An exploration of attachment-based formulations and interventions

  • Chloe Crompton

Student thesis: Doctor of Clinical Psychology


This thesis explored attachment-based formulations and interventions. It is comprised of three papers: 1) a systematic literature review, 2) an empirical study and 3) a critical appraisal of the research process. The systematic review (Paper 1) investigated which manualised attachment-based interventions were effective for improving the caregiver-infant relationship from conception to two years. The review involved two stages: Stage 1 identified manualised attachment-based interventions and Stage 2 reviewed the evidence-base for each included intervention. Twenty-five interventions were included, eligible evidence was identified for 16 interventions and 36 studies were synthesised. Findings demonstrated that there was some empirical evidence to support that the 16 manualised attachment-based interventions improved caregiver-infant relational outcomes. Stronger evidence was determined for three interventions. However more high-quality research evidence was needed before firm conclusions could be made. In light of the review findings, recommendations were made to improve future research quality and build on intervention efficacy. The empirical study (Paper 2) is a qualitative study that aimed to explore biological parents experiences when they were informed by a clinical or related service that their child was considered to have attachment-related difficulties. Sixteen semi-structured interviews were conducted and transcripts were analysed using a grounded theory approach. Findings revealed four superordinate themes from the data including 1) failing as a parent, 2) the process of making sense, 3) a call to action and 4) attachment awareness and interrelated difficulties. Shame was found to be the core concept that was central and interrelated with each of these themes. These findings were combined to develop a grounded theory of the parental journey from shame into awareness. Findings were discussed in relation to existing literature and clinical recommendations made on how healthcare professionals could support parents’ emotional reactions and facilitate their attachment-related understanding and engagement with help and support. The critical appraisal (Paper 3) provides a reflection of the research process. The rationale and justifications for decisions and choices made, challenges faced, skills gained and how this process will contribute towards future professional practice are discussed.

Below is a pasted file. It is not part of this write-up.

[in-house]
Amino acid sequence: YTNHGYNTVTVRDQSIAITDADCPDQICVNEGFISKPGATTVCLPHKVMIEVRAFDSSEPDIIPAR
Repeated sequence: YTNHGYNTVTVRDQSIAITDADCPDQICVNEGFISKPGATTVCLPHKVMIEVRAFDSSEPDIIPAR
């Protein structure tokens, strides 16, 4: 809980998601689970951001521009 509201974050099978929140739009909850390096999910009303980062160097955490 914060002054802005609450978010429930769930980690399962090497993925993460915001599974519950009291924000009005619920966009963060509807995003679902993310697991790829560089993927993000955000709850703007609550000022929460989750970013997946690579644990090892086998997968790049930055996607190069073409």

Date of Award31 Dec 2021
Original languageEnglish
Awarding Institution
  • The University of Manchester
SupervisorAnja Wittkowski (Supervisor) & Ming Wan (Supervisor)

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